An OAR Dedicated His Win To His Banned Russian Friends & Uh Oh

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When Russian Olympian Semen Elistratov won bronze in the 1500m short-track speed skating competition this weekend, he decided to dedicate his medal to fellow Russian athletes who are prohibited from competing in the 2018 Winter Games. However, that might have been a huge mistake. The International Olympic Committee (IOC) is now reportedly investigating whether Elistratov broke the rules set for the Olympic Athletes of Russia (OAR), which specifically ban promoting Russian patriotism and symbolism in public.

"I dedicate this medal to all guys that have been excluded from these Games in such a hard and unfair way," Elistratov said at a press conference following his success. "This medal is for you." These comments are what reportedly triggered the investigation into his compliance with the rules.

Officially, Russia is banned from competing in the 2018 PyeongChang Olympic Games because the government was determined to have funded a doping program for its athletes during the 2014 Sochi Winter Games. However, the IOC decided to allow qualifying athletes who weren't implicated in the scandal to compete under the Olympic flag. This allowance came with a lot of stipulations, however, as outlined in a four-page document released by the committee.

Above all else, the document says, "Respecting the rules means, in particular, not taking part in any initiatives that can be perceived as circumventing the spirit of the [Executive Board's] decision." Whether Elistratov violated this decree is yet uncertain, but if the IOC finds that he did, the decision could have major implications on Russia's future participation in any Olympic Games.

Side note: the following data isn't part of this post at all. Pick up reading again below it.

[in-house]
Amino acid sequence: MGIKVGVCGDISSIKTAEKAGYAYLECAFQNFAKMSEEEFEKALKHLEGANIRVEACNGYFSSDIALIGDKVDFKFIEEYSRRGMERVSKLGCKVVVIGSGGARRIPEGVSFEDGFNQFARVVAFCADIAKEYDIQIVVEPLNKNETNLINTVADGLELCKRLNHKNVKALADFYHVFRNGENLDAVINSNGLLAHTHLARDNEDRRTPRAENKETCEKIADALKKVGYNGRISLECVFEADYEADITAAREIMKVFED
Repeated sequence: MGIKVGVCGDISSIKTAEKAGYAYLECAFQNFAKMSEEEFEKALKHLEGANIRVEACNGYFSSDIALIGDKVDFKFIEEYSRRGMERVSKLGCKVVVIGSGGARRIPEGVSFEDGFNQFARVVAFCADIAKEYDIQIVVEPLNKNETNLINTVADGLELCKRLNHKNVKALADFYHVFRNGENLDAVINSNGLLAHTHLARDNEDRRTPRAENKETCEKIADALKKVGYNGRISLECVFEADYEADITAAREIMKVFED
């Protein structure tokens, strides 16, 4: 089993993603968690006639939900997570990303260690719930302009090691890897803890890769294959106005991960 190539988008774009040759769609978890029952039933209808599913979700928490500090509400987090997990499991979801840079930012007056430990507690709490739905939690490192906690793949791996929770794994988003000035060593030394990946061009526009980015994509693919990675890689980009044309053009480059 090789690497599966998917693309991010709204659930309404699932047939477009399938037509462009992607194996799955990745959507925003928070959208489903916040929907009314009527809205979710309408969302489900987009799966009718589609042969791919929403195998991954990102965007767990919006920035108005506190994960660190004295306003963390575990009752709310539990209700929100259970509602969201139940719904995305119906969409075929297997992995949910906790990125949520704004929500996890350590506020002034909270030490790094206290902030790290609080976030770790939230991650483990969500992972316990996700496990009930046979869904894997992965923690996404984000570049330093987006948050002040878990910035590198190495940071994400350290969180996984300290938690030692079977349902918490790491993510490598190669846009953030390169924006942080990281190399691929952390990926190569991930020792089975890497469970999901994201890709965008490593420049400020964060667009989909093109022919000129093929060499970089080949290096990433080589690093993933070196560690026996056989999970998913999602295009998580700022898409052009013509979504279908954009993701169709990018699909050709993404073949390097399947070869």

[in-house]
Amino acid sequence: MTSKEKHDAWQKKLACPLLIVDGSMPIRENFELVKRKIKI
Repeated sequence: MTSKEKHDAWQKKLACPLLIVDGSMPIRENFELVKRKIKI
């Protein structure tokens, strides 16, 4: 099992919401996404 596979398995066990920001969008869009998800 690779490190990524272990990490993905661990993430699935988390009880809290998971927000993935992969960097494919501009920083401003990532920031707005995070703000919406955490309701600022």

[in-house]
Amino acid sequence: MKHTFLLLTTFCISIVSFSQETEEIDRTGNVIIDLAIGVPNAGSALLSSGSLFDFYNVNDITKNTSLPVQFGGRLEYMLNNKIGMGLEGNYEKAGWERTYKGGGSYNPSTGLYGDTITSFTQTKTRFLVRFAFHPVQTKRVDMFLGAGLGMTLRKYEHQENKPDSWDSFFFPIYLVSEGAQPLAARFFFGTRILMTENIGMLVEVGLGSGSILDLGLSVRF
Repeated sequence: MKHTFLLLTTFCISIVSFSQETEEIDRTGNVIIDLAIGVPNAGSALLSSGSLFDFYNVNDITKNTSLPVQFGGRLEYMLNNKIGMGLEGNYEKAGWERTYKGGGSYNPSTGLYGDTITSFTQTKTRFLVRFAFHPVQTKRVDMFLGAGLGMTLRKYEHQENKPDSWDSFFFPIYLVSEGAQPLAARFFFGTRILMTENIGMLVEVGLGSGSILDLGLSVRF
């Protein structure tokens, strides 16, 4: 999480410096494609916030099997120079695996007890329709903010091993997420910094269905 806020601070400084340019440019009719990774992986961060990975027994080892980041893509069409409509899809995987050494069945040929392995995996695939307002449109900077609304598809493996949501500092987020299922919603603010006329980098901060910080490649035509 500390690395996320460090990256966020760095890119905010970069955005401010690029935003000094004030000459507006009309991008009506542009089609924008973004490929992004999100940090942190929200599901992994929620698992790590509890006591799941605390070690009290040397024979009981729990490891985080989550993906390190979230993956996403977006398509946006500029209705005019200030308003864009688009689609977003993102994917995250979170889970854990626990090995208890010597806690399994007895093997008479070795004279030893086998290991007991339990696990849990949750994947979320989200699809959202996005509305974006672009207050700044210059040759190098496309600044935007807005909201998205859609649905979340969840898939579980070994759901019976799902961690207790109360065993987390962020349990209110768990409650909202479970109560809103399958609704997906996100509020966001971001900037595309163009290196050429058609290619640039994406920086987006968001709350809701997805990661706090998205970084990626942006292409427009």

How well OAR athletes follow the letter and spirit of the special rules will be "considered when the IOC Executive Board takes the decision to partially or fully lift the suspension of the Russian Olympic Committee," IOC officials wrote in the document. That means that OAR Olympians are under constant scrutiny, and is why officials instantly zeroed in on Elistratov's comments.

The special rules are designed in a way that allows for individual Russian athletes to enjoy participation and success at the Winter Olympic Games, but strips them of their ability to attribute that success to Russia, being Russian, or Russian pride. They may not call themselves the Russian team in public or on social media, for example.

Similarly, they're not allowed to display their country's flag or play their national anthem at any Olympic ceremonies. (Instead, they may march under and display the Olympic flag, and the Olympic anthem will be played if and when they win medals.)

According to the rules, OAR athletes are also banned from celebrating OAR achievements in any unsanctioned way. That means that they can't circumvent the rules by holding "'alternative' victory ceremonies," according to the IOC's guidelines.

One of the staunchest rules says that, since there is technically no Russian Olympic team, selling replicas of "Russian team wear relating to PyeongChang 2018" will be strictly prohibited. The document says that the ban extends to markets online and in Russia.

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Most of the rules the IOC laid out are similar in nature, and essentially, they're pretty straightforward. The Russian Olympic Committee was required to accept the conditions, and was reportedly responsible for spreading the rules to participating athletes.

As the Russian doping scandal unfolded, it wasn't clear what would happen to Russian Olympians, as a whole. But on Dec. 5, 2017, the IOC announced that while it was banning the Russian delegation, it would make way for a neutral team of Russian athletes to compete on their own. In order to participate, qualifying athletes were required to have never been banned for doping, and also had to submit themselves to pre-game drug testing.

Critics have said that the ban did not go far enough, and that they would rather all Russian athletes be banned from the games to signify the seriousness of the doping scandal. How, exactly, the IOC will proceed after the 2018 Winter Olympic Games end is unclear, but it is expected to be a hot topic of conversation until well-after the games close.